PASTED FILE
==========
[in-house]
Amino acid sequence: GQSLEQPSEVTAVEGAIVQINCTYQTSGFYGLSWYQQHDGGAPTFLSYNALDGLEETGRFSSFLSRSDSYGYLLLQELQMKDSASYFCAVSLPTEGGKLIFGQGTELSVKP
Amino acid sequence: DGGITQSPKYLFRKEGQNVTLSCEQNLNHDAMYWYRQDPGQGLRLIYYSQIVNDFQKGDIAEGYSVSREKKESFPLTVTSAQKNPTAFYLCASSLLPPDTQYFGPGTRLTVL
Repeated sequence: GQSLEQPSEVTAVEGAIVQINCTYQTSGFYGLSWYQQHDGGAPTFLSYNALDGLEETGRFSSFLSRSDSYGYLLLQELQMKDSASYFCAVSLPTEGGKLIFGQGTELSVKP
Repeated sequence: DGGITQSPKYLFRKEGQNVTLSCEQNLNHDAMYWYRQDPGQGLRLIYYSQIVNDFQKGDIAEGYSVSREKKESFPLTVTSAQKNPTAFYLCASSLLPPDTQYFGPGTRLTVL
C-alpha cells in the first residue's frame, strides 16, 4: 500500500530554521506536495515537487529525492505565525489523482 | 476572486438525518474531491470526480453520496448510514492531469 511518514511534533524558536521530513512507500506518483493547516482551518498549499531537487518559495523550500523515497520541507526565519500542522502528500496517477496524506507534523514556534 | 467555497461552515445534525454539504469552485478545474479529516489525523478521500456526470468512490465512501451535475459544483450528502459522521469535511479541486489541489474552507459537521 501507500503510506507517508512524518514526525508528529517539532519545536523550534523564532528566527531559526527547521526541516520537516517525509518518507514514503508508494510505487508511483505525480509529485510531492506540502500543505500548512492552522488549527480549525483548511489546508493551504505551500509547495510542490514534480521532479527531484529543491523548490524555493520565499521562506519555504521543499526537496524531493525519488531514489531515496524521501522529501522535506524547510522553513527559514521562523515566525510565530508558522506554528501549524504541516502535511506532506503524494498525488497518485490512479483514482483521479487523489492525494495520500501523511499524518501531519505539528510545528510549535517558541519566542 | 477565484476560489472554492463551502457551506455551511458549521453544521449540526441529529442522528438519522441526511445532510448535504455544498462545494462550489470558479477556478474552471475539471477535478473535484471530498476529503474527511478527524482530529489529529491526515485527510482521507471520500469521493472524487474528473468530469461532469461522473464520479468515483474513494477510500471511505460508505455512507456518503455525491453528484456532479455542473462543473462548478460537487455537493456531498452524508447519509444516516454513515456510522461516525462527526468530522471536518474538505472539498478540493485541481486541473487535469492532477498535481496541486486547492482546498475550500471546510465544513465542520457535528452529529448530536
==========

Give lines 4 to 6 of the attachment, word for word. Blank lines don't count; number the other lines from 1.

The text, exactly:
Repeated sequence: GQSLEQPSEVTAVEGAIVQINCTYQTSGFYGLSWYQQHDGGAPTFLSYNALDGLEETGRFSSFLSRSDSYGYLLLQELQMKDSASYFCAVSLPTEGGKLIFGQGTELSVKP
Repeated sequence: DGGITQSPKYLFRKEGQNVTLSCEQNLNHDAMYWYRQDPGQGLRLIYYSQIVNDFQKGDIAEGYSVSREKKESFPLTVTSAQKNPTAFYLCASSLLPPDTQYFGPGTRLTVL
C-alpha cells in the first residue's frame, strides 16, 4: 500500500530554521506536495515537487529525492505565525489523482 | 476572486438525518474531491470526480453520496448510514492531469 511518514511534533524558536521530513512507500506518483493547516482551518498549499531537487518559495523550500523515497520541507526565519500542522502528500496517477496524506507534523514556534 | 467555497461552515445534525454539504469552485478545474479529516489525523478521500456526470468512490465512501451535475459544483450528502459522521469535511479541486489541489474552507459537521 501507500503510506507517508512524518514526525508528529517539532519545536523550534523564532528566527531559526527547521526541516520537516517525509518518507514514503508508494510505487508511483505525480509529485510531492506540502500543505500548512492552522488549527480549525483548511489546508493551504505551500509547495510542490514534480521532479527531484529543491523548490524555493520565499521562506519555504521543499526537496524531493525519488531514489531515496524521501522529501522535506524547510522553513527559514521562523515566525510565530508558522506554528501549524504541516502535511506532506503524494498525488497518485490512479483514482483521479487523489492525494495520500501523511499524518501531519505539528510545528510549535517558541519566542 | 477565484476560489472554492463551502457551506455551511458549521453544521449540526441529529442522528438519522441526511445532510448535504455544498462545494462550489470558479477556478474552471475539471477535478473535484471530498476529503474527511478527524482530529489529529491526515485527510482521507471520500469521493472524487474528473468530469461532469461522473464520479468515483474513494477510500471511505460508505455512507456518503455525491453528484456532479455542473462543473462548478460537487455537493456531498452524508447519509444516516454513515456510522461516525462527526468530522471536518474538505472539498478540493485541481486541473487535469492532477498535481496541486486547492482546498475550500471546510465544513465542520457535528452529529448530536